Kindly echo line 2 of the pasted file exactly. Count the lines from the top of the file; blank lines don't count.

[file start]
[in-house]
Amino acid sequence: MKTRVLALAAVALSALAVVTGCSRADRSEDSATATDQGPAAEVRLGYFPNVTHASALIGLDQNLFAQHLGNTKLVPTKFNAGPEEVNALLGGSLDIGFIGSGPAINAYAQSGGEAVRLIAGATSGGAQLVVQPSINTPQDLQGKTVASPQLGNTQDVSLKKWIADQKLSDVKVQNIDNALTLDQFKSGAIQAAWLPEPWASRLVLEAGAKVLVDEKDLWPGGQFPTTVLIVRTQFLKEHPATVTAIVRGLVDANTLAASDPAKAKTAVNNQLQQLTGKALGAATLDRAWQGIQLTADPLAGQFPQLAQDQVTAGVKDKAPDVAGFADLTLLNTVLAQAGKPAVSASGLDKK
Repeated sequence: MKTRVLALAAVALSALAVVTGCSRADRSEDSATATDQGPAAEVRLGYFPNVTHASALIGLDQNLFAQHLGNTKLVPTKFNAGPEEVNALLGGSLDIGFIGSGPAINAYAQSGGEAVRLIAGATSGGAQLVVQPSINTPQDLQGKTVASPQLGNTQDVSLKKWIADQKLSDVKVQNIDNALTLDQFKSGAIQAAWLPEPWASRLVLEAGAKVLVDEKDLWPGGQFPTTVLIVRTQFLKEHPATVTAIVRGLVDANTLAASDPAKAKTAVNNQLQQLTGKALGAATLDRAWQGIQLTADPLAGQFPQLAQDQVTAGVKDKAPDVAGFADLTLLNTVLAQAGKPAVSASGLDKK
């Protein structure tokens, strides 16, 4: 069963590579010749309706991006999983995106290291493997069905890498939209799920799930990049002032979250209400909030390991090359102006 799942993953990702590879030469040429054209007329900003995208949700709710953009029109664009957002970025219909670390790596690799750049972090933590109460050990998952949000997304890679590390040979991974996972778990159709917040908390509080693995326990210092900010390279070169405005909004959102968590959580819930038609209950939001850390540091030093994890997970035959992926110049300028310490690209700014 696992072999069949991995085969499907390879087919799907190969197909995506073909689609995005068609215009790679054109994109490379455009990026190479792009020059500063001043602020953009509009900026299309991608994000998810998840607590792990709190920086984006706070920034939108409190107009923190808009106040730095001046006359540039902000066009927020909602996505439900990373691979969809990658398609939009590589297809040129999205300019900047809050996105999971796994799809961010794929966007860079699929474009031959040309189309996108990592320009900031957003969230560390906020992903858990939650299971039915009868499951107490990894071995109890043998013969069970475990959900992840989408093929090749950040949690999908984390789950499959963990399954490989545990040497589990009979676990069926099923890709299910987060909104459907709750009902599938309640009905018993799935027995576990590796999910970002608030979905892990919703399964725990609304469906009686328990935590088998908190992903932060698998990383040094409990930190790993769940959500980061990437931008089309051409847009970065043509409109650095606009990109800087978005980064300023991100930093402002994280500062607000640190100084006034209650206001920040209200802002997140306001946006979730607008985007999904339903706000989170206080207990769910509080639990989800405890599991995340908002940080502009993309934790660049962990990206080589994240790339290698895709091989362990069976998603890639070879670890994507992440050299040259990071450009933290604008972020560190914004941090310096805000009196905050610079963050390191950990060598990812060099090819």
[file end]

Amino acid sequence: MKTRVLALAAVALSALAVVTGCSRADRSEDSATATDQGPAAEVRLGYFPNVTHASALIGLDQNLFAQHLGNTKLVPTKFNAGPEEVNALLGGSLDIGFIGSGPAINAYAQSGGEAVRLIAGATSGGAQLVVQPSINTPQDLQGKTVASPQLGNTQDVSLKKWIADQKLSDVKVQNIDNALTLDQFKSGAIQAAWLPEPWASRLVLEAGAKVLVDEKDLWPGGQFPTTVLIVRTQFLKEHPATVTAIVRGLVDANTLAASDPAKAKTAVNNQLQQLTGKALGAATLDRAWQGIQLTADPLAGQFPQLAQDQVTAGVKDKAPDVAGFADLTLLNTVLAQAGKPAVSASGLDKK